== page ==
National Park Road Trip 2011: The Cabins At Ozark National Scenic Riverways
Editor's note: Having left Buffalo National River behind, David and Kay Scott discover they couldn't flee the heat and humidity at Ozark National Scenic Riverways, where they checked in the other day to check out the lodging for an update to their book, The Complete Guide To the National Park Lodges.
The heat and humidity we have encountered during the last week continue here at Ozark National Scenic Riverways in southeast Missouri. Fortunately, it is cool beside Big Spring, which pumps cool water at a rate of 300 million gallons per day. The spring water flows into the Current River a short distance from here.
Unfortunately, it is sort of miserable most everyplace else.
The 134 miles of free-flowing Jacks Fork and Current rivers were authorized in 1964 as the first national scenic riverways. These rivers are largely spring-fed and meander through some beautiful rolling and heavily forested hills here in the Ozarks.
The springs are fed by surface streams and creeks that flow through cracks in bedrock to form underground rivers. The springs spout where underground rivers burst to the surface. According to the National Park Service, Ozark National Scenic Riverways has more large springs in one area than anywhere else on Earth.
The rivers are particularly popular with visitors who wish to canoe, kayak, or tube. Nearly 20 concessionaires rent watercraft and provide shuttle service.
A half-dozen campgrounds are scattered along the rivers, with the two largest being at Alley Spring and Big Spring. Most campgrounds have showers, a real bonus during the dog days of summer. Park headquarters is in the small town of Van Buren, Missouri.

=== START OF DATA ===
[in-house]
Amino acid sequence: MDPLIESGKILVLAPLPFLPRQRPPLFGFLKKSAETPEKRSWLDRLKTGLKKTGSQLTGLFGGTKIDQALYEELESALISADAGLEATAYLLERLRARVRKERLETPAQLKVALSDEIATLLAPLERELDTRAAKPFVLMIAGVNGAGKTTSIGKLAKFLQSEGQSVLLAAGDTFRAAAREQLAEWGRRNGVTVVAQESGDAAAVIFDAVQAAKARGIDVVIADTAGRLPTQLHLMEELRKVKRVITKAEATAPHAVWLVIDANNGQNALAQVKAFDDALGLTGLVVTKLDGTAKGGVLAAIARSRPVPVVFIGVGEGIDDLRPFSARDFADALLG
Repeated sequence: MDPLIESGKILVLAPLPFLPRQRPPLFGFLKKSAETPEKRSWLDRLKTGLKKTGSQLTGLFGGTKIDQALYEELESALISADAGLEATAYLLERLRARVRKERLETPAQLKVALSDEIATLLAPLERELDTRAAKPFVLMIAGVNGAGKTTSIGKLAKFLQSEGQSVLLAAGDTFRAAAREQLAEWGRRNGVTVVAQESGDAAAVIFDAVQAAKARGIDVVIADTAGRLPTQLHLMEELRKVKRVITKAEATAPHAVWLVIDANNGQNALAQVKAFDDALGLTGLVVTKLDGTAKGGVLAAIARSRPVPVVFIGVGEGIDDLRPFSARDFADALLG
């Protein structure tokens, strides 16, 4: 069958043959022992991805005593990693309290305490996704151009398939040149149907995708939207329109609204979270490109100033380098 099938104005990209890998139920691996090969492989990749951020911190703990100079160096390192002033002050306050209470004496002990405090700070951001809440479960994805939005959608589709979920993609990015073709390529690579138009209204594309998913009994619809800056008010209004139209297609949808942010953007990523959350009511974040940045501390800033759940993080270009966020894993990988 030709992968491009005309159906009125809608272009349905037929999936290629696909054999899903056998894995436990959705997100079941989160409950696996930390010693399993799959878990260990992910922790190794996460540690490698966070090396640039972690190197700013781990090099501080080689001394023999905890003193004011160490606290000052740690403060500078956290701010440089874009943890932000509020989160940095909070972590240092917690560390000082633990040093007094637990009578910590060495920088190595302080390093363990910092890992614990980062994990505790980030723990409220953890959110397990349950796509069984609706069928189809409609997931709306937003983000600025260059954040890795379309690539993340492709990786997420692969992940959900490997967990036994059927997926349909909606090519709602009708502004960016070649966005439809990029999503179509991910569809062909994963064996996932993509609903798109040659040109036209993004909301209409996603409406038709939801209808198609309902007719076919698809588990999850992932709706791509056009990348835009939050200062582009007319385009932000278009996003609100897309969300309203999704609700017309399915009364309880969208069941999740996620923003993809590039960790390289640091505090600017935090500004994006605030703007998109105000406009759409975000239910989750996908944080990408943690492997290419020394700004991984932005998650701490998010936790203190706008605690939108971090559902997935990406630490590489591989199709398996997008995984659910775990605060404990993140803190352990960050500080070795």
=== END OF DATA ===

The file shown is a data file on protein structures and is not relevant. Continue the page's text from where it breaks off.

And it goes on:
Big Spring Lodge and Cabins, the only lodging facility inside the park, is located along the lower Current River, four miles south of Van Buren. Here travelers will find a historic registration/dining building plus 14 freestanding cabins built by the Civilian Conservation Corps (later, the Works Progress Administration) from 1934 to 1938.
The cabins are of different construction and size, but all sit on a forested hillside with plenty of wooded space between units. They each have a private bathroom and a screened porch. The oldest cabins were constructed of oak timbers and stone, while later cabins were of frame construction.
Cabin sizes vary considerably and rental cost depends on cabin size, not the number of occupants. Most cabins rent for $80 per night, with three smaller cabins renting for only $65. Large cabins rent for $120.
The cabins vary in several respects other than size. For example, some cabins have air-conditioning, while others do not. Some cabins have kitchens and some do not. Some require more steps to enter.
If you decide to visit Big Spring Lodge and Cabins be certain to tell the reservation person the type cabin you desire.
During our stop we chatted with Kim Davenport, who has held the concession here for eight years and seems to really enjoy her work. This is the final year of her contract, which runs through October. She currently pays the NPS a franchise fee of 5 percent of revenues.
Unlike many other concession agreements, there is no separate fee for maintenance and repair. Under her agreement, she is required to shoulder much of the regular maintenance. To date, the NPS has not issued a final prospectus for a new contract, which seems to indicate an extension of the current agreement may be in the works.
The cabins at Big Spring are open from March through November.
The cozy dining room that serves three meals a day at inexpensive prices is open during the same period. One of the highest priced items on the dinner menu was a New York strip steak with salad and baked potato for $17. Hamburgers are $4.45.
We are now off to Mammoth Cave Hotel in Mammoth Cave National Park, Kentucky, that will be the subject of our next report. It looks like more hot and humid weather with heat indexes above 100 degrees.